Cockney safe-cracker Dom Hemingway (Jude Law) has been released from prison after serving 12 years for refusing to spill the beans. Eager to collect his reward for being silent whilst in prison from mob boss Mr Fontaine (Demain Bichir), Dom heads to the south of France with his long time friend and accomplice Dickie (Richard E. Grant). After he emerges from a haze of drink, drugs and women, Dom decides to re-establish a relationship with his estranged daughter Evelyn (Emilia Clarke). But Dom’s life is never straight forward.
Several years ago Jude Law was pushing to be a Hollywood A-lister. But something seemed to happen and he returned to the smaller, low budget affairs he had previously made until Guy Ritchie cast him in his adaptation of Sherlock Holmes alongside Robert Downey Jr. Dom Hemingway’s smaller indie-feel suits Law’s new style perfectly, playing against the upper class Brit he was stereotyped as for many ryears.
Here we see him get his cockney geezer swagger on with his loud mouth expletives thrown around without care. Law’s Dom, with his slicked back hair and tight grey trousers, walks and talks with rapid quick fire bursts. No sooner is he finished than he starts up again. His attitude to his freedom is hilarious as he snorts and shags his way through London with charm and ease.
For all his bravado, that at time evokes Begbie from Trainspotting, his mate Dickie is the complete opposite. Calm and composed thanks to his older years, both of them manage to shout and scream swear-words at each other throughout the film. Law and Grant must have had an absolute blast filming these scenes – just letting rip on each other with profanity after profanity. It’s hilariously naughty.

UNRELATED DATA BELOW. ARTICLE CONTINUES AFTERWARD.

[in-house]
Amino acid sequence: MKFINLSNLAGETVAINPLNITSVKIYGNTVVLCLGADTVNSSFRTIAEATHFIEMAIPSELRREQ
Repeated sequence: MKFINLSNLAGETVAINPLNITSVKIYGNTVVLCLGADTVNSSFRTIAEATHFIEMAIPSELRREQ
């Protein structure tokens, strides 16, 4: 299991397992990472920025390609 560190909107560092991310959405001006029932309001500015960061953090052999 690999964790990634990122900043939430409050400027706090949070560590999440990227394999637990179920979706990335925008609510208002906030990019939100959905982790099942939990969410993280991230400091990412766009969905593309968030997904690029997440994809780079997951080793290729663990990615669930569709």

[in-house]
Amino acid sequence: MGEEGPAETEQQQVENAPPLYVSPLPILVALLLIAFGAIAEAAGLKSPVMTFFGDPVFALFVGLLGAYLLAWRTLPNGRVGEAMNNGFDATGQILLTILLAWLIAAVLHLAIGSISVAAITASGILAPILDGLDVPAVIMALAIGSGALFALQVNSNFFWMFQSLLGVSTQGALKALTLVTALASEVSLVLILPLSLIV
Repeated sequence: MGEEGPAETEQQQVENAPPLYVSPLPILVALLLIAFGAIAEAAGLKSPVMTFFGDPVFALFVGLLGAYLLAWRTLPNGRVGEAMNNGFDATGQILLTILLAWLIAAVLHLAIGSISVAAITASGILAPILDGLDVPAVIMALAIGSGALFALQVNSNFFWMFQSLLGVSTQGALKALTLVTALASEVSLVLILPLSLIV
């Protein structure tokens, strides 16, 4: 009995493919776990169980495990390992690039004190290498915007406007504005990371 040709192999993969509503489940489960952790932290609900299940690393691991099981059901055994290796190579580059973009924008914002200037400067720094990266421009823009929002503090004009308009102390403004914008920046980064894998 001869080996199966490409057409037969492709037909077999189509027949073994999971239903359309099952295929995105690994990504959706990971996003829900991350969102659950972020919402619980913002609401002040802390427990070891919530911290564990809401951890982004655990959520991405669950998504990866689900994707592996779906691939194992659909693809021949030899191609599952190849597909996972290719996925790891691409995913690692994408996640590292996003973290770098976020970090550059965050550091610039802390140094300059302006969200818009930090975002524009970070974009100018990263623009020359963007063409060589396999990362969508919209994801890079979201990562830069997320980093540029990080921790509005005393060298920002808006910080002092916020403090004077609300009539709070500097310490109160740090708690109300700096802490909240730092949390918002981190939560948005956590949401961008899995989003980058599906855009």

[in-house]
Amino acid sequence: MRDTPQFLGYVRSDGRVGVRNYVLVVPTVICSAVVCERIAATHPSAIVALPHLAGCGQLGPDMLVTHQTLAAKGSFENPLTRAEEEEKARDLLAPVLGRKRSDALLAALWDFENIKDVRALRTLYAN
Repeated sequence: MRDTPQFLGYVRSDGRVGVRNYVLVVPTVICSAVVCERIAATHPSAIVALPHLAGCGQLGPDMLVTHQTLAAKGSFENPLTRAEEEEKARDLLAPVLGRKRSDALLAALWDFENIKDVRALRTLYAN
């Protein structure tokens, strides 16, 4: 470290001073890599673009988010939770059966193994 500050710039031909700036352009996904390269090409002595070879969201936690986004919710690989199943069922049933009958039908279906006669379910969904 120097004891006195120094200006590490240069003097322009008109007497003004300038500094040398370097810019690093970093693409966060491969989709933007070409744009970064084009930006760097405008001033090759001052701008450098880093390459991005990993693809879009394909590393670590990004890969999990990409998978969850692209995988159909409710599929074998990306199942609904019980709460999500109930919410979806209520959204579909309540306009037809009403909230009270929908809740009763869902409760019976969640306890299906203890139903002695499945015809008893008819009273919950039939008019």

The London scenes are the best scenes of the film, but it falls down when relocating to France. During the stint in the French Rivera it seems to get confused as to what direction the film should be taking. The film throws around different set pieces, whilst in France, to see what sticks – and really none of it does. It’s all a bit messy for such a simplistic crime storyline. We also never truly get to the bottom of why Dom is such a safe cracking mastermind, much is implied but nothing is fully forthcoming. One other downside is, apart from Dom, none of the other cast really goes for it in terms of filthy language. We just wanted them to dial it up one more notch and get all Shaun Ryder on us.
Dom Hemingway is a funny and rude crime caper. Law dishes out the naughty every time he opens his mouth. The middle section loses track for a while, but it later returns thanks to Law’s old English cockney geezer banter. It’s like a mix of Lock, Stock…..and Minder. It sounds bizarre, but works.